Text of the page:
Import OPML (and other mind map formats)

Would like to be able to import OPML files from other applications

Most outlining programs can export a list of notes (even if just using copy and paste), one per line, in a standard text file. Would that suffice for what you need? If so, use the File/Open... command on the text file and specify notes to be broken up by a carriage return.

Hi, I would like to switch over to Scapple as my primary mind mapping tool. However, I have a large library of existing maps from my current tool (SimpleMind). SimpleMind is able to export to OPML and FreeMind formats. There doesn’t seem to be a way to import either of these formats in Scapple.

Is this feature on the roadmap? I think it would be a great selling point for Scapple in getting those who have invested a lot of time in their existing tool(s) to switch. Thanks!

There isn’t a really good solution to that problem, hence the lack of support for it. Basically, since Scapple doesn’t “think” in outlines, it would have to use some kind of visual metaphor for the outline, and which to use will vary depending on the outlining styles used in the original format (many siblings in few branches; many branches with few siblings; long-chains vs. shallow chains; etc. etc.).

Meanwhile, what I would recommend is saving your outline as a .txt file. Scapple can import that as one-note-per-line. Then once you have a big list of notes in Scapple, you can use whatever visualisation metaphor you prefer.

Apparently this was supported previously (according to ChatGPT). As there’s no native support/integration for XMind files, I wanted a way to import .xmind files into Scapple.

Does anyone know if there might be a way?

For future reference, I would suggest searching on the forum, which has content, questions and answers to many common topics over the years. This will be better than going by a splatter of simulated language being generated from fragments of text.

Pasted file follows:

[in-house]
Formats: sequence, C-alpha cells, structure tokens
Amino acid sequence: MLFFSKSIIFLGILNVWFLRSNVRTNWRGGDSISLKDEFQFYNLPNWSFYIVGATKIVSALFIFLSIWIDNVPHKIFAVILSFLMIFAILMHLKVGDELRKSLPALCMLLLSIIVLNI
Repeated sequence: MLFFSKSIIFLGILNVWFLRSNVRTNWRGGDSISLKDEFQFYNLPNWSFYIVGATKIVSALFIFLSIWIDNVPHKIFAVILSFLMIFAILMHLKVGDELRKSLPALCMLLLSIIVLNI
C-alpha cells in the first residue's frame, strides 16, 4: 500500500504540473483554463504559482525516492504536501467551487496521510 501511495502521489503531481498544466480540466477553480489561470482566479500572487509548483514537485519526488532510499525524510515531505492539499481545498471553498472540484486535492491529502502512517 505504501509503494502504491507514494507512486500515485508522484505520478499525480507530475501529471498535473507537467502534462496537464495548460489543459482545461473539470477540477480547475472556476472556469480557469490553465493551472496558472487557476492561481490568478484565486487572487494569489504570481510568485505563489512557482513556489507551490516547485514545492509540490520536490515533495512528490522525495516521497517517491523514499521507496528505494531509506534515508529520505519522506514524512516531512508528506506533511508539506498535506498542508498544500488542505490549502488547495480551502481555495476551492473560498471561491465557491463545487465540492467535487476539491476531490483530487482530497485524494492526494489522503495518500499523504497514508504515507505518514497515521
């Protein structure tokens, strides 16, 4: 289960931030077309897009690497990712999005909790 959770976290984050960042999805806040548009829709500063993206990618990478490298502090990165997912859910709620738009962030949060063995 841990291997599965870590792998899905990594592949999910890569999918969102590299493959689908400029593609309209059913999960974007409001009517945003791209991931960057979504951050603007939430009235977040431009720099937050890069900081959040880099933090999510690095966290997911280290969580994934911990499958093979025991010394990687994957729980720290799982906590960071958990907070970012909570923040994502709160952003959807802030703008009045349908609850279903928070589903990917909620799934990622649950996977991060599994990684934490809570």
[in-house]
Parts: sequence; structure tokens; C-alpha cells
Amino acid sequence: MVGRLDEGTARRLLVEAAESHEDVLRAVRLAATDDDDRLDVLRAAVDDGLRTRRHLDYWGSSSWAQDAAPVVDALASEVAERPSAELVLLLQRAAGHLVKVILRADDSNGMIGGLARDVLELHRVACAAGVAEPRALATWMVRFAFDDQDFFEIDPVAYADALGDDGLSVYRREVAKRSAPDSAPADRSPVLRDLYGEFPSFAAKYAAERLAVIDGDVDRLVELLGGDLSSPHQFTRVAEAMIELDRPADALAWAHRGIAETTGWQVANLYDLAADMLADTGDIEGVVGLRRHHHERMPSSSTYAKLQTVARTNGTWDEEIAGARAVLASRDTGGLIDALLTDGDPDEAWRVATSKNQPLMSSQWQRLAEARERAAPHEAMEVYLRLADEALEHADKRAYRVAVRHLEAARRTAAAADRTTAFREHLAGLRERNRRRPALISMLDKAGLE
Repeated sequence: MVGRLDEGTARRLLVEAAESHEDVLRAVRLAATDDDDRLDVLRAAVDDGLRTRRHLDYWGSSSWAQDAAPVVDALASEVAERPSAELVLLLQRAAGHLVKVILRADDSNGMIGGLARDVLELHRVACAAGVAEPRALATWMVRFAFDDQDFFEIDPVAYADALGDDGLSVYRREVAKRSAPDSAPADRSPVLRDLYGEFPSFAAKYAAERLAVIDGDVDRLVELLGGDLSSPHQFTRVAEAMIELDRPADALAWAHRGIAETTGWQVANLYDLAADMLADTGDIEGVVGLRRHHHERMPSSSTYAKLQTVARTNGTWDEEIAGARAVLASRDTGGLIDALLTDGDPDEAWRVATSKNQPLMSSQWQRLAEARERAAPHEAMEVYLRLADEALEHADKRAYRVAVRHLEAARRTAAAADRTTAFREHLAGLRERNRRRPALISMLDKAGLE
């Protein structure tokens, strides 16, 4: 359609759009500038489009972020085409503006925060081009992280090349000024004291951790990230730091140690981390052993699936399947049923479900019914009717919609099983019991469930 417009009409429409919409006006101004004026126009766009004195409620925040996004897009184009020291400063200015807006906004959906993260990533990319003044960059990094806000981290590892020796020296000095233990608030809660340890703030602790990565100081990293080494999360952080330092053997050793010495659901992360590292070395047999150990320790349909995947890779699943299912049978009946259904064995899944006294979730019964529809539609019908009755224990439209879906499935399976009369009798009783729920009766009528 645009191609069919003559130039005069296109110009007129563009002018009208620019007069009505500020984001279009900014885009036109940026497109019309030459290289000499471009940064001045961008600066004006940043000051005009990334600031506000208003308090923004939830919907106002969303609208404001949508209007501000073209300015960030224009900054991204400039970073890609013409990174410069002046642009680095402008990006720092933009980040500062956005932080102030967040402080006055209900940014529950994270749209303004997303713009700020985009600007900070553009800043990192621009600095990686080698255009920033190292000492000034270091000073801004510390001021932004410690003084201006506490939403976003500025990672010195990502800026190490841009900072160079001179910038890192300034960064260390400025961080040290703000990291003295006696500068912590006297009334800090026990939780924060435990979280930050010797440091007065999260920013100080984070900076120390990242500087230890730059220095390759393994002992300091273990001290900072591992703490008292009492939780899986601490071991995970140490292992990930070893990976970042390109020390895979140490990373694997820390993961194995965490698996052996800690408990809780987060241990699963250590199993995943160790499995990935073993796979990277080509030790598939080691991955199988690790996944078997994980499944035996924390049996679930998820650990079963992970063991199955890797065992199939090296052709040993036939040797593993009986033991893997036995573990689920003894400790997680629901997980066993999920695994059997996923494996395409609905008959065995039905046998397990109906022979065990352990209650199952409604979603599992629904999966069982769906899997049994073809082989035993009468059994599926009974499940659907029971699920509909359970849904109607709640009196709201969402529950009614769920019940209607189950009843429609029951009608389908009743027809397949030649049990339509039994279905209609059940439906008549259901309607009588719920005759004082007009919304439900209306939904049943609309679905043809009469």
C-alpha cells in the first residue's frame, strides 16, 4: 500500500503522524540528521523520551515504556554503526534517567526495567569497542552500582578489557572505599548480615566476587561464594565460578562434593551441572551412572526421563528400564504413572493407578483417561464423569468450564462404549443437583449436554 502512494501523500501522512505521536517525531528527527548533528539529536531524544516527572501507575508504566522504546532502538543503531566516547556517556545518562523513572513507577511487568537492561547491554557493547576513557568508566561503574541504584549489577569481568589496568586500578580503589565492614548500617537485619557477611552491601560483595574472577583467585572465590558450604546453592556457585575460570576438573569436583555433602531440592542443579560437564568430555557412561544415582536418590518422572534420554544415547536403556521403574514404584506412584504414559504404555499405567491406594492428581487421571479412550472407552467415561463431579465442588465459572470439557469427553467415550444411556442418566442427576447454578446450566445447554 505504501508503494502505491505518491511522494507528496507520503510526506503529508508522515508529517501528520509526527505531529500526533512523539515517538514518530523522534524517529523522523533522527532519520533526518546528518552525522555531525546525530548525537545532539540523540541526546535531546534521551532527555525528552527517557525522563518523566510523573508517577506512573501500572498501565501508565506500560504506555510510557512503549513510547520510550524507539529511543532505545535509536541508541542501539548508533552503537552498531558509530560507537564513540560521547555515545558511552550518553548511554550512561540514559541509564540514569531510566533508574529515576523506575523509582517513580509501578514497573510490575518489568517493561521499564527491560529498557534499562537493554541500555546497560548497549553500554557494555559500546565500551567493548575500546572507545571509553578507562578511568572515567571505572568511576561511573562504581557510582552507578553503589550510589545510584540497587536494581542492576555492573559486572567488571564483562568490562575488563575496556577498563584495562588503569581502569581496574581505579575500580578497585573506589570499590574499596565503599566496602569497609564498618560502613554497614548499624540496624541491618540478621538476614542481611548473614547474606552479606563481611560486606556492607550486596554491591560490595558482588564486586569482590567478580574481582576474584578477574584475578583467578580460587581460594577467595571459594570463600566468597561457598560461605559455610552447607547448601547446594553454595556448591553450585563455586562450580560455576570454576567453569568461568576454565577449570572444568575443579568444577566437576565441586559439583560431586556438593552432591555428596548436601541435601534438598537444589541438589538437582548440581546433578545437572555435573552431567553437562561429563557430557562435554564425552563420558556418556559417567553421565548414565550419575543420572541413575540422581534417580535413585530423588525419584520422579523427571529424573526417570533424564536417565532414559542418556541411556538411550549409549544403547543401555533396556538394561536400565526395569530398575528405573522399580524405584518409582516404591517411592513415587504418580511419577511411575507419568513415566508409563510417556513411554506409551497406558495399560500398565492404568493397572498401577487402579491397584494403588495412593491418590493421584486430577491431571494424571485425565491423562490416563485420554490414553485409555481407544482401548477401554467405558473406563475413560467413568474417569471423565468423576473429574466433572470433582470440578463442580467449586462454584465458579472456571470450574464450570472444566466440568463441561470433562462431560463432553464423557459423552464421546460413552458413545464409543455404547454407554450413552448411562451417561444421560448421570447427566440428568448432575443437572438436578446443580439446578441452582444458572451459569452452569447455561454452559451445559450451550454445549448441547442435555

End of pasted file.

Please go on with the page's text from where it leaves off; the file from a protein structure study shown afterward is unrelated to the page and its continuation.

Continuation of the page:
To wit, no such feature has ever been supported, as explained above, as it wouldn’t make much sense to do so. OPML and mind-mapping data represents strictly hierarchical structured data. The best we could do with Scapple to accomplish such a thing is to draw a picture of our personal understanding or concept of such a model, like drawing a picture of an RSS feed, or a threaded forum conversation.

I’d like to know if there is a separator to split an OPML file (saved as txt) by nodes… :pray:

How do you indicate carriage return?

You only need to press return in the split field, it captures all whitespace characters.

My problem is that I want to import OPML node by node, not line by line…

Sorry, I don’t understand what that means. Wouldn’t each node by a line, how else could it be?

perhaps my terminology is not correct, but I meant for a node, for instance, this (expanded)

  • Vienna
    • Bachmann
      • Testi
        • Celan-Bachmann
        • altri

in other words a bigger unit than a single line…

Yes, ‘node’ is how I would describe an outline item like this, I think I understand what you mean with how you are talking about the OPML file, but not what you are looking to achieve with this format in Scapple.